On a narrow, traffic congested stretch of Corso Vittorio Emanuele II, in Rome’s historical centre, locals and tourists alike hustle past a little-noticed Roman Renaissance palazzo on their way to the more familiar sites of Piazza Navona and Campo de' Fiori.
It’s no wonder - the palace is not open to the general public as the ancient and once powerful Massimo alle Colonne family still live there, and they only open their doors to Rome’s public once a year, on March 16th. On this day alone, they invite people in to commemorate a miracle that happened in the bedroom of young Paolo Massimo on that day in 1583.
The Massimo family are considered to be one of Rome’s oldest families, and according to legend, they can trace their family all the way back to Republican Rome and the patrician, Fabius Maximus who, in 202 B.C. led the armies of Rome against Hannibal. They have always been great patrons of the Arts, with Rome’s first printing press residing in their palace until it, along with their palace was destroyed during the Sack of Rome in 1527.
The imposing palace that we see today was designed and built by Baldassarre Peruzzi after the Sack of Rome (1532-1536), on the site of three of their former properties. The palace, and indeed the family - take their name ‘Colonne’ from the row of six Doric columns along the central portico. Standing across the road, you will notice that it has an unusual slightly curved facade: this is because it’s built on the remains of the Odeon ( a small covered theatre) of the emperor Domitian. The whole palace is an elegant, if slightly austere, building and an amazing example of Renaissance Mannerism architecture in Rome.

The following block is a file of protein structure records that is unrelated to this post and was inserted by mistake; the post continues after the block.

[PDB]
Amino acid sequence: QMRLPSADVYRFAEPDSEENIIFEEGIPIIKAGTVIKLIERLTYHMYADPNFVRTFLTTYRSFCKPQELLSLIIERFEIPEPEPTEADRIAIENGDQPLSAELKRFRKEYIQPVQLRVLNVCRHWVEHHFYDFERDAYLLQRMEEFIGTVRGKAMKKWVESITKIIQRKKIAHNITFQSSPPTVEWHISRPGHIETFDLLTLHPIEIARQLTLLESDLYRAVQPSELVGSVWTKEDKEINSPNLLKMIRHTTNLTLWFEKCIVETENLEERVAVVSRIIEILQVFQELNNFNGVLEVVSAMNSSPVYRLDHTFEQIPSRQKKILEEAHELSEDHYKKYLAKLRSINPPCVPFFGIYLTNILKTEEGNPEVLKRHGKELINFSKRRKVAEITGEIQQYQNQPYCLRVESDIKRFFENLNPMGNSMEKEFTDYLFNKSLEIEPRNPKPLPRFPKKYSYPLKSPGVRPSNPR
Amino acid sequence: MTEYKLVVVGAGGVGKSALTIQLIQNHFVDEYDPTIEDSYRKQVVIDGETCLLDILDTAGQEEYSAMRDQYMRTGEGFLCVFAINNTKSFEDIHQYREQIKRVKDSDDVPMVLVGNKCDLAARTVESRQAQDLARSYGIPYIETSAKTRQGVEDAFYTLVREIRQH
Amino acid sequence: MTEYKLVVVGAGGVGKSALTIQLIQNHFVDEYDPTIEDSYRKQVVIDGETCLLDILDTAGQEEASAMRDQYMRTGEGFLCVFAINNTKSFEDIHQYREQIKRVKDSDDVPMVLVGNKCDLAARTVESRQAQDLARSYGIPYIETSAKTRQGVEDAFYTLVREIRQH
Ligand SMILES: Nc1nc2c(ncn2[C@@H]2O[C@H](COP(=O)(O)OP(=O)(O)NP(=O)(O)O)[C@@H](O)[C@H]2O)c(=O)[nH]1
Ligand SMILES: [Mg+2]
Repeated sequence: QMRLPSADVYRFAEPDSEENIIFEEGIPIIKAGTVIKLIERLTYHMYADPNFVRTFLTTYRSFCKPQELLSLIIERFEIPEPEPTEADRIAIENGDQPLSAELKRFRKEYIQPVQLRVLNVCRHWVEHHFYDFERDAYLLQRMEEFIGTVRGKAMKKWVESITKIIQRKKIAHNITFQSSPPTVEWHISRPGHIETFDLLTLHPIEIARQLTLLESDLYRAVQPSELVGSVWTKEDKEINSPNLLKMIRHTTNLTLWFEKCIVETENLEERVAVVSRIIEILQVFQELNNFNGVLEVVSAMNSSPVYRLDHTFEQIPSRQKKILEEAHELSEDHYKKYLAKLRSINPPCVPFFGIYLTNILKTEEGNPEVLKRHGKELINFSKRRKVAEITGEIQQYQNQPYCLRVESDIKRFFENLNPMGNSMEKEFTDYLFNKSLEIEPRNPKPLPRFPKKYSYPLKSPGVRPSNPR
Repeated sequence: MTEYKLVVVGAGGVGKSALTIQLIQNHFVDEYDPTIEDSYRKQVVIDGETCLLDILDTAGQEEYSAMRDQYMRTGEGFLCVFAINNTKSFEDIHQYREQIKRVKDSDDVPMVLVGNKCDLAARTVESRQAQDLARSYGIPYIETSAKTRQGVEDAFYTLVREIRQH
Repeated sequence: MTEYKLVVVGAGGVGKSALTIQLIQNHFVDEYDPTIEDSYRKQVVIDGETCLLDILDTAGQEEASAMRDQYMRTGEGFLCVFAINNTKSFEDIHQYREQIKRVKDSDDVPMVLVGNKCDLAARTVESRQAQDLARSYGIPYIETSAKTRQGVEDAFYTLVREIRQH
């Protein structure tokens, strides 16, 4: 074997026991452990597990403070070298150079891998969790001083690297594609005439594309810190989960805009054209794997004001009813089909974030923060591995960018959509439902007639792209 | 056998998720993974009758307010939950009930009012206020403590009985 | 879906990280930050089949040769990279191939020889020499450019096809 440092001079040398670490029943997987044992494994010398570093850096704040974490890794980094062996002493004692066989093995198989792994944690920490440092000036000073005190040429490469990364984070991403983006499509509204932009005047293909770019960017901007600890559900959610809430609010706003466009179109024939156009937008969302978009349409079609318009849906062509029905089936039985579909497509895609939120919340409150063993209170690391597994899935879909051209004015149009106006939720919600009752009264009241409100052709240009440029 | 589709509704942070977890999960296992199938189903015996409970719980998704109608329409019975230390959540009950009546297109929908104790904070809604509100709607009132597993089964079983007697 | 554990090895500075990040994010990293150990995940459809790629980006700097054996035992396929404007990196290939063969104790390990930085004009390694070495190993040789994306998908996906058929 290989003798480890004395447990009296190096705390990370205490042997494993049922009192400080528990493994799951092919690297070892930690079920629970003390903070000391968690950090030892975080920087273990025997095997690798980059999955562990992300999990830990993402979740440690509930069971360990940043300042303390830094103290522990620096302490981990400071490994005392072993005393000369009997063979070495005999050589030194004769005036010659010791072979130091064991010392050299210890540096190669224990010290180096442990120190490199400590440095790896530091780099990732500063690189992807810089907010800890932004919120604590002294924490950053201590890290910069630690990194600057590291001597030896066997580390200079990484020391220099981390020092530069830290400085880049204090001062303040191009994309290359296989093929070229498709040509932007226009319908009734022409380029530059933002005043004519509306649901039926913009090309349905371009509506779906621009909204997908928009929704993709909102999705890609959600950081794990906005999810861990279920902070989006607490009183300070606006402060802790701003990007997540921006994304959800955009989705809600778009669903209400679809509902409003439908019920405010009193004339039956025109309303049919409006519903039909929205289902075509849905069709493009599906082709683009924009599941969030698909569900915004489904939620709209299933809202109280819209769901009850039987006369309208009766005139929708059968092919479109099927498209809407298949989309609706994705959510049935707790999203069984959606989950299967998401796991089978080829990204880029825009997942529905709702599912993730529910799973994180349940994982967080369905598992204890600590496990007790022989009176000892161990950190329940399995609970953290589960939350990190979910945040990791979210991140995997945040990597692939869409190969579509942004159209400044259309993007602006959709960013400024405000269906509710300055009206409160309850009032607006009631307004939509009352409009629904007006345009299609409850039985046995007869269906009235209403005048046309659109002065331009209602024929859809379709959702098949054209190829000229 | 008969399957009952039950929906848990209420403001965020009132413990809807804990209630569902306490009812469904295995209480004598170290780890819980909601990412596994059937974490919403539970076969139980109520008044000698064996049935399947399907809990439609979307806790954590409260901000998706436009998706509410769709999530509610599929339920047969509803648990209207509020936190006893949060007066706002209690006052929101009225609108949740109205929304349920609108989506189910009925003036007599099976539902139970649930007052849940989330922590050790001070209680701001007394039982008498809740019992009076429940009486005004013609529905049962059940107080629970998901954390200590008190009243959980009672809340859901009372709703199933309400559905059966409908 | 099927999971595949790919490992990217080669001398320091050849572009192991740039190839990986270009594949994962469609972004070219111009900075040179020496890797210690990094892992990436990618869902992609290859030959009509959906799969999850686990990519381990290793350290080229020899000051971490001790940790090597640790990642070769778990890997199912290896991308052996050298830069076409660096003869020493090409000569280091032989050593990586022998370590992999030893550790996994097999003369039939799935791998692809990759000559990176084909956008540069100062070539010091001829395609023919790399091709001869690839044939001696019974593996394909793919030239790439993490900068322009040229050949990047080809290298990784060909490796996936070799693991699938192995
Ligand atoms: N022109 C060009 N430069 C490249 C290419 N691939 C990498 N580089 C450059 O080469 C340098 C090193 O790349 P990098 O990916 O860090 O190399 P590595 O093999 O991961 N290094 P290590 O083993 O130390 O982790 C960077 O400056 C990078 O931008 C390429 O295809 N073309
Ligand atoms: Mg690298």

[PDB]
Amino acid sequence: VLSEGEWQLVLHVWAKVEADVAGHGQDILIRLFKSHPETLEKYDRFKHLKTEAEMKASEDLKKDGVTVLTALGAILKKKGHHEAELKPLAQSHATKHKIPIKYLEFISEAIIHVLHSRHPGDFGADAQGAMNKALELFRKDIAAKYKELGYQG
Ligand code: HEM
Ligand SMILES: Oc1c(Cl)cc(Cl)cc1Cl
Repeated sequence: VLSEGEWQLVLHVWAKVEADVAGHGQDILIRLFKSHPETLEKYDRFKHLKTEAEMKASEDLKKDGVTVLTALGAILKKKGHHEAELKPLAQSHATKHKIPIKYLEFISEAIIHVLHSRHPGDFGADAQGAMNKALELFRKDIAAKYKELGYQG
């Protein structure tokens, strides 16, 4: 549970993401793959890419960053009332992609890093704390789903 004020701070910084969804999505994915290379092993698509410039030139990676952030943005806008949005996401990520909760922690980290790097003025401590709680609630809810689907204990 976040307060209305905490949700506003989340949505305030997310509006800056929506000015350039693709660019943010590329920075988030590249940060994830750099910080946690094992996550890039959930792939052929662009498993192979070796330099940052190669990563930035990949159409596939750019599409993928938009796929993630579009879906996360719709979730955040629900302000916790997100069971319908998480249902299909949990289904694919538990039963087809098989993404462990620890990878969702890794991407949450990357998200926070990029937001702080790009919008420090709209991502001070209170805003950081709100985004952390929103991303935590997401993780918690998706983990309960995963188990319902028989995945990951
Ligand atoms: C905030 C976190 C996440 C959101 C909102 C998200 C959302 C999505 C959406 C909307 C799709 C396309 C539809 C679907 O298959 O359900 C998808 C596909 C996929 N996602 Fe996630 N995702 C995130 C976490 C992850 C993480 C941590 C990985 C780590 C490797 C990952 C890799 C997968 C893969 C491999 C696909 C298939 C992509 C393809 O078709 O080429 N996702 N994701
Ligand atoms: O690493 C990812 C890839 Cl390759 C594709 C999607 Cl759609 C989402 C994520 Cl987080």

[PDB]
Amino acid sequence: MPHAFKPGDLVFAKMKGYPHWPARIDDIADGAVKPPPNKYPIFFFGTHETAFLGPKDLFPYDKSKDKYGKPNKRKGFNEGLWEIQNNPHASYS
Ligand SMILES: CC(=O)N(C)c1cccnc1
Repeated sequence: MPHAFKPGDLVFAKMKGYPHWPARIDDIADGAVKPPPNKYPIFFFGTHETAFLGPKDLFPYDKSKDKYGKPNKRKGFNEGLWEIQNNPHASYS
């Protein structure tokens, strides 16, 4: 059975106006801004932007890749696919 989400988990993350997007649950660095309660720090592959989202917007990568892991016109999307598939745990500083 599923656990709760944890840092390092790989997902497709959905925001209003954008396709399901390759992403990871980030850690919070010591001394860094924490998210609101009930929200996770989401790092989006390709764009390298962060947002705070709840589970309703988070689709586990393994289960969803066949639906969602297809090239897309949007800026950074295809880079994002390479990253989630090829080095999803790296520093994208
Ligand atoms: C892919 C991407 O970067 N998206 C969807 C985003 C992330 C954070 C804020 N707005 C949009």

It is, however, only on one day a year where we can be lucky enough to venture beyond the threshold of this magnificent palace. So what exactly happened inside Palazzo Massimo all Colonne on March 16th, 1583?
Prince Fabrizio Massimo’s fourteen-year-old son, Paolo, had been suffering from a long illness, and, on that day he passed away. The local priest, St. Filippo Neri, didn’t make it to the boy’s bedside in time to hear confession and administer the Last Rites, but once he arrived at the palace, he dashed up to the boy’s room. he sat beside him, sprinkled holy water on his face, and called out the boy’s name twice.
Paolo Massimo came back to life.
St. Filippo Neri heard Paolo’s confession, and the pair were said by the family to have chatted together for a little while, with the boy apparently looking in perfect health. Neri then asked the young Paolo if was now ready to die. Paolo said he wanted to see his mother and sister again in heaven and that he was ready. The boy then died peacefully in the saint’s arms.
The Massimo family turned Paolo’s bedroom into a beautiful chapel after his death, and this is where they invite the public on the 16th of March each year to celebrate mass.
Of course, since the Massimo family are still in residence, access to the palace is limited even on March 16th. But as you wander towards the chapel keep an eye out for stunning colonnaded courtyards, loggias and elaborate coffered and frescoed ceilings by the hand of artists such as Daniele da Volterra.
Access to part of the palace and chapel can be made only on March 16th between 9 am and 1 pm. More information can be found on the city website.
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